“Honey, does this dress make me look fat?”
This is the deer-in-headlights question that provokes fear in every wise man, young or old. It makes guy’s life flash before his eyes. Visions of sleeping on the couch, take-out meals for weeks and stony stares chase quickly through his mind. It’s a nail-biter. Or so I’m told by my husband who, for years, simply refuses to answer this question or any question like it. He raises his eyebrows and gives me a look that’s half amusement, half pity, and returns to watching the baseball game. I sigh, return to the mirror, twisting and turning, trying to see all of me to ascertain the truth for myself. In frustration (and only in my own mind), I tell my husband “Honesty is the best policy!” And he replies, “OK, then, it’s not the dress that makes you look fat. It’s the fat that makes you look fat.” Oops.
“If you truly want honesty, don’t ask questions you don’t really want the answer to.” ~ Burmese proverb
Truly, a bit of a muddle exists between honesty and courtesy. During lunch at the beautiful Hotel Okura yesterday, the discussion returned to a topic that first arose during my visit that morning with Shiozaki-san, a member of the House of Representatives and acting chairman of the policy council for the Liberal Democratic Party (LDP). I asked Shoizaki-san about foreign investment in Japanese business, and he gave me a very straight answer that, frankly, surprised me in its honesty. He noted that Japan welcomes foreign investment, but there isn’t much of it. He believes the language barrier and culture are an issue for many American investors (I learned Monday that all business documents at the Tokyo Stock Exchange must be in Japanese.) It may be expensive, especially tax-wise.I found myself surprised by his honesty, and then surprised at myself for being, well, surprised. An honest answer to a straightforward question. Why the surprise?
So, I brought the topic up at lunch with my host, his wife and Chida-san, a very promising young man who hopes to attend Harvard business school, apply for an Eisenhower Fellowship and potentially to run for parliament. Chida-san currently works as political secretary to the Governor of the Kanagawa Prefecture.
Takeichi-san’s wife gave me some clarity. She explained that the courtesy and respect I discussed earlier (Embracing My Inner Fogey) trumps almost everything else in Japanese culture. The risk of offending a guest overrides the blunt honesty that Americans value in business. Perhaps, she gently suggested, I’ve already picked up on this, and didn’t expect Shiozaki-san to be quite so forthcoming?
She hit the nail on the head. That morning, I moved the conversation with Shiozaki-san ahead rather rudely, I fear. After discussing some pleasantries for a while, and sipping coffee, I became worried that I would run out of time to ask my questions. So I dove right in with a question about the future of Japanese agricultural policy over the next five years. Eight eyebrows shot up around the table as heads swiveled toward me. With a slight laugh, Shiozaki-san eased the tension with a comment—”Now, I guess the entrance exam begins!” I apologized, realizing I had rushed in impolitely.
With this experience, I learned how the cultural differences between America and Japan could make business tough. Being a natural introvert and slightly reticent as well, I’ve had to train myself toward a business pace in America where speed rules. Americans honor decisiveness, control, agility, pressure. We tend to take information directly, so being self-effacing or downplaying the capabilities of a product or service can be seen as evidence of poor quality. We expect direct questions. Meetings should be as short as possible, and we do not consider a meeting a success unless it starts with an agenda, and results in a tangible action or decision.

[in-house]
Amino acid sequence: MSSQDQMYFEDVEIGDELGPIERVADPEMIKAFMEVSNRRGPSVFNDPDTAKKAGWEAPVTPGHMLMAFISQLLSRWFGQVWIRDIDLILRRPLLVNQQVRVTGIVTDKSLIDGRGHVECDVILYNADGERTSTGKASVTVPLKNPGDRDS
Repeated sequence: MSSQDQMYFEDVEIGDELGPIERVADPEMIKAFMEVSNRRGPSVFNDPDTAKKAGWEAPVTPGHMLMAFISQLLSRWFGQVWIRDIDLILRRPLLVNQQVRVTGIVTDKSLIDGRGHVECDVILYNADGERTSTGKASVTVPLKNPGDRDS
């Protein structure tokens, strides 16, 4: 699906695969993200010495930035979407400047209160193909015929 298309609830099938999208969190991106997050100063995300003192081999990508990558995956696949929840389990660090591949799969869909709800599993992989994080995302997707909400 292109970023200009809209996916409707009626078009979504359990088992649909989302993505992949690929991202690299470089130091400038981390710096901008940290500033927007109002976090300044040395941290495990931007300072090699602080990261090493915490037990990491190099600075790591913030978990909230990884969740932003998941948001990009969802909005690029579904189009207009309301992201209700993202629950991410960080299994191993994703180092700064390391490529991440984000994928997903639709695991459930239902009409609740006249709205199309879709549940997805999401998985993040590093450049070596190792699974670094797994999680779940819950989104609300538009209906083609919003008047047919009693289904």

Conversely, in Japanese business, the ritual of the business card (meishi kokan) provides an excellent illustration of how business works. When receiving a card, take it with both hands, read it over carefully, repeat the printed information aloud, and then place it carefully on the table in front of you, referring to it in conversation when needed. Don’t drop it in your pocket, stuff it in your bag or write notes on it. Never leave it behind. The card provides a tangible representation of the person before you. I’ve observed that here, honored business values include relationships with others, careful listening, deference to elders, politeness, respect and diplomacy.
Clearly, people in the United States (particularly those in agriculture, I would submit) and Japan share many values—the importance of family, community, child rearing, education, private sector strength, patriotism, food security, satisfaction in a job well done. I believe the lessons we can learn from each other (in business and personal life) could result in greater balance and better decisions.
Moving along, (regrets, I seem to have lost my momentum and drive for a moment), yesterday I also had the honor of meeting House Member Moriyama-san, chairman of the committee on agriculture, forestry and fisheries. We visited about the aging Japanese farmer, the competition between U.S. and Aussie beef, food security including dependence on foreign food, the free market and traceability in the supply chain. Moriyama-san made a thoughtful point about product traceability being not only about food security, but, perhaps more importantly here, about pride in a product made by an individual, and giving an individual the ability to claim a well-made, quality product as his own.Enough meanderings, I must get ready for another day in Japan! Now, to choose what to wear…
“Honey…do these pants make me look fat?”
Some people never learn…